Green Screen work is complex, even under ideal circumstances, and working with footage that hasn't been lit or shot properly can be pretty tough. In this segment, we show you how to fix those rough and discolored edges that are often left after pulling an initial key.
We've all seen the tutorials that show you a one click process to pull a beautiful key. But many times, the lighting for the green screen shot you're working with isn't lit perfectly, and has objects in the shot that you don't want. In this segment, we show you how to remove unwanted objects from your footage, and key out a background with uneven lighting. Knowing how to fix these issues is the starting point to pulling a great key, even when the footage presents a challenge.
Everyone can instantly picture the look and feel of films like Saving Private Ryan, with it's raw, gritty footage, or the Matrix, with is green-tinged digital world. Color Grading and color matching are two major components that enhance films and separate them from the look of video. Using some basic techniques, your next project can stand out with it's own unique look and feel.
In an ideal world, every shot you brought into the edit room would be perfect. But the reality is that sometimes shots you're editing aren't white balanced perfectly, or the look of one shot might not match another. In this segment, we talk about primary color correction and show you how to adjust the tonality and color of a clip. A little color correction can go a long way and help make your video, look like film.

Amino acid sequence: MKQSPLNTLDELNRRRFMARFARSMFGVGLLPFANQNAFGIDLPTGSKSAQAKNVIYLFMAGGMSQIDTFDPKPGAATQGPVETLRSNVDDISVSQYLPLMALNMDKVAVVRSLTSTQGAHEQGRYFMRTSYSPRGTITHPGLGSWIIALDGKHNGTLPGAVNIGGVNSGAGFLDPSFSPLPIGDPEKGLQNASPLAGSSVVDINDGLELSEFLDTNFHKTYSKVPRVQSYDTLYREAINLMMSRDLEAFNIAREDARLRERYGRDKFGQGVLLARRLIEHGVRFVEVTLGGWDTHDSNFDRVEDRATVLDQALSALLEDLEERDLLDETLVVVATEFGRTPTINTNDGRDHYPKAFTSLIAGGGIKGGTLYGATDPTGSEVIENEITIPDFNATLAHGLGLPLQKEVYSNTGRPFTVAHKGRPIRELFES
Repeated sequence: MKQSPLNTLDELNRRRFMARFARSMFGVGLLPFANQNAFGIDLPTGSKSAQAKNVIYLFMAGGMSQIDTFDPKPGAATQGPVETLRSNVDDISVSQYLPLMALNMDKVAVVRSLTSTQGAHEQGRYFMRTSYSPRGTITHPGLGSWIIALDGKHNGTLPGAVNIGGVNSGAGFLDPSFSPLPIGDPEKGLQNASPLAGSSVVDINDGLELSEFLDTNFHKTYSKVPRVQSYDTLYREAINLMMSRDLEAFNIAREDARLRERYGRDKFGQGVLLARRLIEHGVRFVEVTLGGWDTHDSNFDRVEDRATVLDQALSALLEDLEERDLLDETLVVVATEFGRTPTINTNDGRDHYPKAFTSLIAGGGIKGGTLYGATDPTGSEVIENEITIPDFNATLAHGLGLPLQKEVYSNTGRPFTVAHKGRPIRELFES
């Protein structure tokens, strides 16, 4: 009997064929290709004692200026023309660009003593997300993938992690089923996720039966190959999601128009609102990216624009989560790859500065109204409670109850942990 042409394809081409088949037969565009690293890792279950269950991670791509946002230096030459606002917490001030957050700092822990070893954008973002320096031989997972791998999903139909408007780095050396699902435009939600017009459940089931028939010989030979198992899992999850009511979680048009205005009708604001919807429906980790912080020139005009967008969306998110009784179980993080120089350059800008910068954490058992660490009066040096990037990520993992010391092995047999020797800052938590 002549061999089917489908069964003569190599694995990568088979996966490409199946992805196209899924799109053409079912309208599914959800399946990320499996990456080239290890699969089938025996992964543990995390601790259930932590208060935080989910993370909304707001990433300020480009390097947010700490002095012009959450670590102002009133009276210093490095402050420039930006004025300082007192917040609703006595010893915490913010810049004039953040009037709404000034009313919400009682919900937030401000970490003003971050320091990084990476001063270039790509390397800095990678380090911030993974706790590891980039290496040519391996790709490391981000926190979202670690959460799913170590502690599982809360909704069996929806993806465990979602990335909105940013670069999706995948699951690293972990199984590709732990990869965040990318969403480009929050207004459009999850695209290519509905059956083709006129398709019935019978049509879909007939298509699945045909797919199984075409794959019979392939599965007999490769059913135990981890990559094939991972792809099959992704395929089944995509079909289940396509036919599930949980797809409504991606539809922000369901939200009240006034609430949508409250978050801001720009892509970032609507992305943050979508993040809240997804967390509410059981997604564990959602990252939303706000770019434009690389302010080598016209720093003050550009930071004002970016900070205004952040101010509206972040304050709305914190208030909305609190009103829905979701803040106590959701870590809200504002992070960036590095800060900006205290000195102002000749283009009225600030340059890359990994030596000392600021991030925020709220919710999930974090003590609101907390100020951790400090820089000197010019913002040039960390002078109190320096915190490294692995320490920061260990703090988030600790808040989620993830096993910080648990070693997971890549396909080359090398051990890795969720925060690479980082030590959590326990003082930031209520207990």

Whether you're capturing images on a camcorder, a DSLR, or even film, what you're really doing is capturing light. Enormous time and expense is spent crafting the lighting for each scene in a high quality film. In this segment, we'll discuss the purpose of lighting, light sources, lighting instruments, and lighting styles. Knowing how to use light properly will help make your video, look like film.
There's no experience quite like sitting in a movie theater and watching a film. Since it's inception, film has had a special look and feel to it that many video producers have tried to emulate. In this segment, you'll learn about interlaced footage, progressive footage, frame rates, and footage conversion. A solid understanding of these key concepts will help make your video, look like film.
Achieving the film look is no easy task. And choosing the right camera is the first step to get you on the right track. In this segment, we discuss camera components and different types of cameras, including camcorders, DSLRs and digital cinema cameras.
All video professionals and indie filmmakers put a great deal of effort into their final product. Many of them wish to go a step beyond and achieve that pinnacle of video nirvana known as - "The Film Look." In this segment we will discuss what "The Film Look" means, why film and video look so different in the first place and how you too can achieve "The Film Look" in your next project.
Ever since DSLR cameras started recording video, cinematographers everywhere have used them to give their videos a sleek and "professional" feel. However, quality video requires a stable shot - something that's difficult to get with the awkward design of most DSLR cameras.